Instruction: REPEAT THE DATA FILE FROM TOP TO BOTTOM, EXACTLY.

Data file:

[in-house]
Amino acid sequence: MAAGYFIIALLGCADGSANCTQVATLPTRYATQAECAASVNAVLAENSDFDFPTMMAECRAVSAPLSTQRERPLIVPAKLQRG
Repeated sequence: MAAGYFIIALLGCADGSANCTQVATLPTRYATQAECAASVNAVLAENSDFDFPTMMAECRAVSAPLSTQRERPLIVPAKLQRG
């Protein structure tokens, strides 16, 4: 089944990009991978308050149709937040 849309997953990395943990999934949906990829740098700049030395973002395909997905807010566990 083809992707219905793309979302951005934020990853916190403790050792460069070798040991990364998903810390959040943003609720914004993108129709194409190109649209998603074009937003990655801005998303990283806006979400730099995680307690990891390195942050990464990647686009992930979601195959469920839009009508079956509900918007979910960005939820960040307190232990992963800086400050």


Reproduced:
[in-house]
Amino acid sequence: MAAGYFIIALLGCADGSANCTQVATLPTRYATQAECAASVNAVLAENSDFDFPTMMAECRAVSAPLSTQRERPLIVPAKLQRG
Repeated sequence: MAAGYFIIALLGCADGSANCTQVATLPTRYATQAECAASVNAVLAENSDFDFPTMMAECRAVSAPLSTQRERPLIVPAKLQRG
């Protein structure tokens, strides 16, 4: 089944990009991978308050149709937040 849309997953990395943990999934949906990829740098700049030395973002395909997905807010566990 083809992707219905793309979302951005934020990853916190403790050792460069070798040991990364998903810390959040943003609720914004993108129709194409190109649209998603074009937003990655801005998303990283806006979400730099995680307690990891390195942050990464990647686009992930979601195959469920839009009508079956509900918007979910960005939820960040307190232990992963800086400050």